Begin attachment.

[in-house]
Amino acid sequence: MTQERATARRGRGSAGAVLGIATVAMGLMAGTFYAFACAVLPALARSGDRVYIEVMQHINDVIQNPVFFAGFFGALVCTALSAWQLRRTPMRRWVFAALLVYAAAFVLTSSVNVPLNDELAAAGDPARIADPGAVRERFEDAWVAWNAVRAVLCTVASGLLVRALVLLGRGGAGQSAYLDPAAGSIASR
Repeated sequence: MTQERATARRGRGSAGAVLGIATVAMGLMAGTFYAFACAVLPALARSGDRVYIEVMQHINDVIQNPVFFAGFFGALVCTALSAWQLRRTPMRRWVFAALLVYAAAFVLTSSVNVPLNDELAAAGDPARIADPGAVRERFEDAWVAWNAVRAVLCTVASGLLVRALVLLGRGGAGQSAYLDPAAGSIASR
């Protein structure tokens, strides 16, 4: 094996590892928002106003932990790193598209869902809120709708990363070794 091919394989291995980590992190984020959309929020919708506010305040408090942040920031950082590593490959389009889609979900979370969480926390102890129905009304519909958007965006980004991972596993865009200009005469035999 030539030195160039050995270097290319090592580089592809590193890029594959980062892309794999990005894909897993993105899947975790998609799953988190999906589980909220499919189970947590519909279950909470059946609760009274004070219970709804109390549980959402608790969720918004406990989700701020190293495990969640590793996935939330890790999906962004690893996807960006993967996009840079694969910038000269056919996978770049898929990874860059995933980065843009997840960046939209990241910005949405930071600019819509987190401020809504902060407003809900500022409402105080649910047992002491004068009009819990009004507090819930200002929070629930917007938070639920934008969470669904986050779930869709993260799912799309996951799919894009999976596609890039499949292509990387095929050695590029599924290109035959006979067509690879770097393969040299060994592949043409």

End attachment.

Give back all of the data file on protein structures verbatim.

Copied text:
[in-house]
Amino acid sequence: MTQERATARRGRGSAGAVLGIATVAMGLMAGTFYAFACAVLPALARSGDRVYIEVMQHINDVIQNPVFFAGFFGALVCTALSAWQLRRTPMRRWVFAALLVYAAAFVLTSSVNVPLNDELAAAGDPARIADPGAVRERFEDAWVAWNAVRAVLCTVASGLLVRALVLLGRGGAGQSAYLDPAAGSIASR
Repeated sequence: MTQERATARRGRGSAGAVLGIATVAMGLMAGTFYAFACAVLPALARSGDRVYIEVMQHINDVIQNPVFFAGFFGALVCTALSAWQLRRTPMRRWVFAALLVYAAAFVLTSSVNVPLNDELAAAGDPARIADPGAVRERFEDAWVAWNAVRAVLCTVASGLLVRALVLLGRGGAGQSAYLDPAAGSIASR
């Protein structure tokens, strides 16, 4: 094996590892928002106003932990790193598209869902809120709708990363070794 091919394989291995980590992190984020959309929020919708506010305040408090942040920031950082590593490959389009889609979900979370969480926390102890129905009304519909958007965006980004991972596993865009200009005469035999 030539030195160039050995270097290319090592580089592809590193890029594959980062892309794999990005894909897993993105899947975790998609799953988190999906589980909220499919189970947590519909279950909470059946609760009274004070219970709804109390549980959402608790969720918004406990989700701020190293495990969640590793996935939330890790999906962004690893996807960006993967996009840079694969910038000269056919996978770049898929990874860059995933980065843009997840960046939209990241910005949405930071600019819509987190401020809504902060407003809900500022409402105080649910047992002491004068009009819990009004507090819930200002929070629930917007938070639920934008969470669904986050779930869709993260799912799309996951799919894009999976596609890039499949292509990387095929050695590029599924290109035959006979067509690879770097393969040299060994592949043409």